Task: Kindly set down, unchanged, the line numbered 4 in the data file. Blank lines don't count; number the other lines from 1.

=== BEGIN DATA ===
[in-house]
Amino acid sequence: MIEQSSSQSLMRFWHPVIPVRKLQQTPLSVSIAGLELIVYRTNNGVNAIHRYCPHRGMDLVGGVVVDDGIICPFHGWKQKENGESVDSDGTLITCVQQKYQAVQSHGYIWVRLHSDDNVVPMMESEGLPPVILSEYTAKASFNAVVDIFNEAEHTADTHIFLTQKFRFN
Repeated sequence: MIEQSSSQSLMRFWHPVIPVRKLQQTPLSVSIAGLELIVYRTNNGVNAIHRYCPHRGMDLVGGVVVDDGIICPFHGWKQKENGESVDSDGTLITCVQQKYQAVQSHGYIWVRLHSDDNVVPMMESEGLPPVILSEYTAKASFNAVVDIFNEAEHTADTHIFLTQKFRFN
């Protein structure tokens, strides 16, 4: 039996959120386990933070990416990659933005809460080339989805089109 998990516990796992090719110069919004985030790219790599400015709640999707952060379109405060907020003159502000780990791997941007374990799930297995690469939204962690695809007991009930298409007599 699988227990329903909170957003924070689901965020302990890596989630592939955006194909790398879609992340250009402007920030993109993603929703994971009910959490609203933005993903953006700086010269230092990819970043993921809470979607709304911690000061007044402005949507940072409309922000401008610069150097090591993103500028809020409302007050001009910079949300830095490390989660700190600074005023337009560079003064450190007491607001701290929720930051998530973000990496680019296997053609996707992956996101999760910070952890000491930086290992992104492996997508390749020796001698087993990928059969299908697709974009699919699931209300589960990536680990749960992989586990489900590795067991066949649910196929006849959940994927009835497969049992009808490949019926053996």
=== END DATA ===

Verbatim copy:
């Protein structure tokens, strides 16, 4: 039996959120386990933070990416990659933005809460080339989805089109 998990516990796992090719110069919004985030790219790599400015709640999707952060379109405060907020003159502000780990791997941007374990799930297995690469939204962690695809007991009930298409007599 699988227990329903909170957003924070689901965020302990890596989630592939955006194909790398879609992340250009402007920030993109993603929703994971009910959490609203933005993903953006700086010269230092990819970043993921809470979607709304911690000061007044402005949507940072409309922000401008610069150097090591993103500028809020409302007050001009910079949300830095490390989660700190600074005023337009560079003064450190007491607001701290929720930051998530973000990496680019296997053609996707992956996101999760910070952890000491930086290992992104492996997508390749020796001698087993990928059969299908697709974009699919699931209300589960990536680990749960992989586990489900590795067991066949649910196929006849959940994927009835497969049992009808490949019926053996």